When D Day arrived, I waited patiently at the starting place. Small groups of women arrived a few at a time, and began the selection of signs they would carry, and organized themselves in marching groups. Once everyone was there, and the organizers were about to begin the long march to the administration offices, every single woman present removed her top, revealed a collection of breasts, of assorted color, size and shape, that even 40 years later is still clearly etched in my brain. There were tits every where, as far as the eye could see. A veritable sea of tits, that moved and with gentle precision, like waves slowly rolling into to shore, and then rolling out again only to repeat this process over and over again until the end of time. Not to be an outsider, I removed my shirt as well, and off we went to demand the right of women to expose their breasts whenever and where ever the mood struck them. For me, well, I hoped that the mood was going to strike constantly., if only to make a point.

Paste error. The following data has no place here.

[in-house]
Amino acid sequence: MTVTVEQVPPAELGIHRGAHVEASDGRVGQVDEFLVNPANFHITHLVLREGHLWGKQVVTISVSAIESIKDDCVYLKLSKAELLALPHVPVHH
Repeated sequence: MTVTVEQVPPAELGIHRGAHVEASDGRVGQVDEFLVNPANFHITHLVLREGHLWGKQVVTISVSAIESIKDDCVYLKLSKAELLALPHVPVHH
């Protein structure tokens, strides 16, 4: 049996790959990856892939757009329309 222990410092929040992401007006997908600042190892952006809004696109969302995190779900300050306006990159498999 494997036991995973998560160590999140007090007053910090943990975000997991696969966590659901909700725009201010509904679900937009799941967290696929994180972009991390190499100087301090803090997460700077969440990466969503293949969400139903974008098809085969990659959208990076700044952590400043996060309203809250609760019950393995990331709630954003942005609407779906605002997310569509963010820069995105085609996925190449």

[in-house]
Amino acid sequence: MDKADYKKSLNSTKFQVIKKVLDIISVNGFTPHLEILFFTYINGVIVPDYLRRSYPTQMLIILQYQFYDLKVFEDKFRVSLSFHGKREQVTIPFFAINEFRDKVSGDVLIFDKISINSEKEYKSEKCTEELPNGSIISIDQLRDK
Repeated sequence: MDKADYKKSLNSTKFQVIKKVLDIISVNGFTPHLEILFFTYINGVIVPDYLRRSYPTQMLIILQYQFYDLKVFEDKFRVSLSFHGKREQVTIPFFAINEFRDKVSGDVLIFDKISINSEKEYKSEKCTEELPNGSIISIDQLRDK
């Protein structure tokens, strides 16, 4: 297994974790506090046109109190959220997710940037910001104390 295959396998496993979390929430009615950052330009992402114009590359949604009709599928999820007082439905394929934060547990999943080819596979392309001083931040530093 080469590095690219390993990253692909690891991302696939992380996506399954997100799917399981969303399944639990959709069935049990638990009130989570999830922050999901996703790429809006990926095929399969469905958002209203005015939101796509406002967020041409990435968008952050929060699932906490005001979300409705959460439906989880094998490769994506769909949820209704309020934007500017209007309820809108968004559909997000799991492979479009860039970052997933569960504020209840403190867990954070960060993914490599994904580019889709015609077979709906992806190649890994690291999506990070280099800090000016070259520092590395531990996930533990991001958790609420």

As we moved along past the Ross Building, I found myself staring, well more like ogling the spectacular smorgasbord of silicon free boobs that were dancing all around me. The march itself was difficult, as I had to stop and adjust the erect soldier in my pants who was now standing at attention and desperately trying to salute. There were these 2 girls, beside me as we marched, identical twin sisters, who were seniors, completing thier degress in music. Melanie was a violinist, while Marnie played the cello. The thought of Marnie sitting with that instrument between her open thighs while topless, had me right on the cusp of an emotional orgasm. I told her I would love to hear her play, and she invited me to watch her and Melanie practice their craft later that evening.